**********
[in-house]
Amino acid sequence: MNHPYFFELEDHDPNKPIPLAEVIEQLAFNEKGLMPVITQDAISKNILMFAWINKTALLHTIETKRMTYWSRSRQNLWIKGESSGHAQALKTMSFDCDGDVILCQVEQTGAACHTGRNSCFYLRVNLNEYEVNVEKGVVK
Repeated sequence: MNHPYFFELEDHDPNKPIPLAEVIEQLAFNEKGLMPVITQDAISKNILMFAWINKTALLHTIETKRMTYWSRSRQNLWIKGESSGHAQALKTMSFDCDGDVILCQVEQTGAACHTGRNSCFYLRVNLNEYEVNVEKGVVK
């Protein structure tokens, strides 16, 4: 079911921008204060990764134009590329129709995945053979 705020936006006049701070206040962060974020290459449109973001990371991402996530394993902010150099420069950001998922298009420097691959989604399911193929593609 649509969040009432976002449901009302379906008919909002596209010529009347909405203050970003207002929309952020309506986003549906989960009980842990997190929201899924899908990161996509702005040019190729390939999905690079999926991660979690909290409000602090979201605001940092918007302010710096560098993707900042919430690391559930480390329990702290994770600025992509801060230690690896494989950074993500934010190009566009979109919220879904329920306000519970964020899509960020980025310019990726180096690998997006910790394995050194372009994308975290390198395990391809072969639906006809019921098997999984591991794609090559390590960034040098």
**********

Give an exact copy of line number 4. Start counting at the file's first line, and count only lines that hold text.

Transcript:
């Protein structure tokens, strides 16, 4: 079911921008204060990764134009590329129709995945053979 705020936006006049701070206040962060974020290459449109973001990371991402996530394993902010150099420069950001998922298009420097691959989604399911193929593609 649509969040009432976002449901009302379906008919909002596209010529009347909405203050970003207002929309952020309506986003549906989960009980842990997190929201899924899908990161996509702005040019190729390939999905690079999926991660979690909290409000602090979201605001940092918007302010710096560098993707900042919430690391559930480390329990702290994770600025992509801060230690690896494989950074993500934010190009566009979109919220879904329920306000519970964020899509960020980025310019990726180096690998997006910790394995050194372009994308975290390198395990391809072969639906006809019921098997999984591991794609090559390590960034040098």